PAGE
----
With the advent of Industry 4.0, there are no limits to the options available for consumers. Is this a good thing, though? Especially for writers and readers? Is there still a need for books, journals, newspapers and magazines? The stories below show that we still need physical reading material to make life worth living.
Disaster, luxury and skills
Here’s what happened when I started writing for the papers. Delighted to see my words in print, I cut that page out and glued it into a scrapbook. As the number of my published articles increased, so did the space in this scrapbook. When I mentioned this to the editor, she told me off and said I should ‘just keep the links and go digital.’
I am glad I didn’t listen to her. Instead, I bought more scrapbooks and kept physical copies of every single one of the 280-odd articles that were published. You see, in less than three months after the first scrapbook was full of my articles, the newspapers changed the design of their website. All the links to the stories I wrote for the papers were gone. If I had kept only the digital links, it would be as though I never wrote for the papers at all.
My desire to read things in print was reinforced when, last year, I bought a copy of the New Yorker. In it, there’s a story by Hanna Beech about Aung Sun Suu Kyi called ‘The Shame of Myanmar’s Heroine’. It was such luxury to read this article over a cup of coffee. I enjoyed the writing and learnt something new. Later, during a discussion with a friend, I encouraged her to buy a copy of the magazine. I wanted her to read how Aung San Suu Kyi stayed true to the principles of non-violence. From memory, I said, “Look at page 29 in the first column.”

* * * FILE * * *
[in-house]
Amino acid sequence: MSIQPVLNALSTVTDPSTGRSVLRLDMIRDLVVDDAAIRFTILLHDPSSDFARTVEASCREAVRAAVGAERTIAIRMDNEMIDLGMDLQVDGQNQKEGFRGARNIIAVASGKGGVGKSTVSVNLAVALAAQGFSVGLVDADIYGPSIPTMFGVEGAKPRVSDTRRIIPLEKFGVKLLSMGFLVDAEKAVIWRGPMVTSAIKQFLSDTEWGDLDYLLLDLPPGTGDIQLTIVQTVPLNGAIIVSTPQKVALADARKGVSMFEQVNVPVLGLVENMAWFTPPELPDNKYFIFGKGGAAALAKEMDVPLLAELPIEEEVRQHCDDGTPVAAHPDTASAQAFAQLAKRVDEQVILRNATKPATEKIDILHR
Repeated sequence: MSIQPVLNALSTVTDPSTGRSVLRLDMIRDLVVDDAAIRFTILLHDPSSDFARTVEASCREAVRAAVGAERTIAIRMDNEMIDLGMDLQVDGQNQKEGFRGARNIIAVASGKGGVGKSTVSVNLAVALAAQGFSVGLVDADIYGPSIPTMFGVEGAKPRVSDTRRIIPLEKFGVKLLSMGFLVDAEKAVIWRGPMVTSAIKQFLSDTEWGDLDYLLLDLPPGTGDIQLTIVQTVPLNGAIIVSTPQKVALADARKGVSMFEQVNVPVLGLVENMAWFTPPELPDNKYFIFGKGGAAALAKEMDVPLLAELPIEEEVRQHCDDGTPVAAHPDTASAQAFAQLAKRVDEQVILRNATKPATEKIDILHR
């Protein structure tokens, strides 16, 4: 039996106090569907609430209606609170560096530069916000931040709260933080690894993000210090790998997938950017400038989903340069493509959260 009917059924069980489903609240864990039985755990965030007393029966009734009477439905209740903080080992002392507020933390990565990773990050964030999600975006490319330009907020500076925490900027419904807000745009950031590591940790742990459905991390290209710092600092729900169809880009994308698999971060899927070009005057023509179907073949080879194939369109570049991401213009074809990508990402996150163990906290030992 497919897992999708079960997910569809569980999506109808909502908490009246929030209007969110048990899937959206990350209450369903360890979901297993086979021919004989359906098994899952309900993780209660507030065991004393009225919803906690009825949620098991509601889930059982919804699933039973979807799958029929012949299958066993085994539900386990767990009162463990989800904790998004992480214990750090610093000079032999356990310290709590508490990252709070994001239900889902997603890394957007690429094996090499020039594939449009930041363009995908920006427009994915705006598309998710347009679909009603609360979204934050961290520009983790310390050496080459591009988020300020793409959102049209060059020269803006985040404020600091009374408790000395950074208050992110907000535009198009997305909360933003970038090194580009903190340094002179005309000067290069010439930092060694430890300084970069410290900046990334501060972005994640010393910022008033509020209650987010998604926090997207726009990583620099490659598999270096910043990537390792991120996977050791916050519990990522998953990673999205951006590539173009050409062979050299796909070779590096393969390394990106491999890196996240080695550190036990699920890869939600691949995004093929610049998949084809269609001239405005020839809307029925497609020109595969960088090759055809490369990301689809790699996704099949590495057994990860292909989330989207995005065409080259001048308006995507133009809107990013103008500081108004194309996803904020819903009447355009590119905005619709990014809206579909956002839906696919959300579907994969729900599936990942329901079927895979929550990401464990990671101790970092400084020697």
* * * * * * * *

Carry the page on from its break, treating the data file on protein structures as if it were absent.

Later, it occurred to me that had I sent the online link, I couldn’t have told her exactly where to look. I would probably have said something simple like, “Scroll down the page.”
Here’s what I know – when I read stuff on paper, I read slowly. There is a method to my reading which I cannot put into words. But I retain the information better and I am sure that there is some scientific explanation for it. Perhaps, the words I’m looking for are best enunciated by Amata Luphaiboon, an architect in Thailand. He says, “Websites don’t provide the depth that books can. With the printed product, you can compare plans and look at the actual built project on the page. I don’t think web readers can develop their analytical skills in architecture as well as those who read actual books.” 1
It’s in the word
With actual books, it’s there in the very first phrase you’d say such as, ‘I picked up a book in the store,’ or ‘I picked up a trashy novel in the airport bookstore.’ No one I know says, ‘I picked up a tablet.’ Magazines, books, journals and other reading materials are something solid. Remember the slightly rough texture of a page? Or running your fingers across the embossed words of the title on the dust jacket?
Would you say the same of a tablet? Be honest. Have you ever run your fingers across the cover design of the novels you’ve read on a computer screen? Would you ever smell the screen to inhale the smell of a page? Chances are if you can smell something off a screen, it’s just plain filthy.
More than physical